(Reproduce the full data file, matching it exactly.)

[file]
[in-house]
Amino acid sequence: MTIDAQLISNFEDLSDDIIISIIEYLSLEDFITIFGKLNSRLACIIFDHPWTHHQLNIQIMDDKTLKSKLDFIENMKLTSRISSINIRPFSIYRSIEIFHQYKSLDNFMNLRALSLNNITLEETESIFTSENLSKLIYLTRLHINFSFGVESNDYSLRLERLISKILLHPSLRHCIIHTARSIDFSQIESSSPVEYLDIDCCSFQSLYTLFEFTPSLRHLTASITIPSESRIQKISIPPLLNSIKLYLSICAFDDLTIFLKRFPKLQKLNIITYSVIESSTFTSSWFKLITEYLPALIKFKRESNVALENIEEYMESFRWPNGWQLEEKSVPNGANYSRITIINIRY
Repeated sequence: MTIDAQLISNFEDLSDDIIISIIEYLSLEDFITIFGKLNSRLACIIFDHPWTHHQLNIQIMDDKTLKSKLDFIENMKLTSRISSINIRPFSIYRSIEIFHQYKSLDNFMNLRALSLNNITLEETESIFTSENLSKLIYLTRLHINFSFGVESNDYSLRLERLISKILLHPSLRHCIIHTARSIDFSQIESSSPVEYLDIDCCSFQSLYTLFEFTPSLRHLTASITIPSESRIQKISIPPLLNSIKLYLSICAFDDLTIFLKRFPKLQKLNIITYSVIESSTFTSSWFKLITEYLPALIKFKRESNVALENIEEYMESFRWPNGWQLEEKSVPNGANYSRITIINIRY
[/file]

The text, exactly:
[in-house]
Amino acid sequence: MTIDAQLISNFEDLSDDIIISIIEYLSLEDFITIFGKLNSRLACIIFDHPWTHHQLNIQIMDDKTLKSKLDFIENMKLTSRISSINIRPFSIYRSIEIFHQYKSLDNFMNLRALSLNNITLEETESIFTSENLSKLIYLTRLHINFSFGVESNDYSLRLERLISKILLHPSLRHCIIHTARSIDFSQIESSSPVEYLDIDCCSFQSLYTLFEFTPSLRHLTASITIPSESRIQKISIPPLLNSIKLYLSICAFDDLTIFLKRFPKLQKLNIITYSVIESSTFTSSWFKLITEYLPALIKFKRESNVALENIEEYMESFRWPNGWQLEEKSVPNGANYSRITIINIRY
Repeated sequence: MTIDAQLISNFEDLSDDIIISIIEYLSLEDFITIFGKLNSRLACIIFDHPWTHHQLNIQIMDDKTLKSKLDFIENMKLTSRISSINIRPFSIYRSIEIFHQYKSLDNFMNLRALSLNNITLEETESIFTSENLSKLIYLTRLHINFSFGVESNDYSLRLERLISKILLHPSLRHCIIHTARSIDFSQIESSSPVEYLDIDCCSFQSLYTLFEFTPSLRHLTASITIPSESRIQKISIPPLLNSIKLYLSICAFDDLTIFLKRFPKLQKLNIITYSVIESSTFTSSWFKLITEYLPALIKFKRESNVALENIEEYMESFRWPNGWQLEEKSVPNGANYSRITIINIRY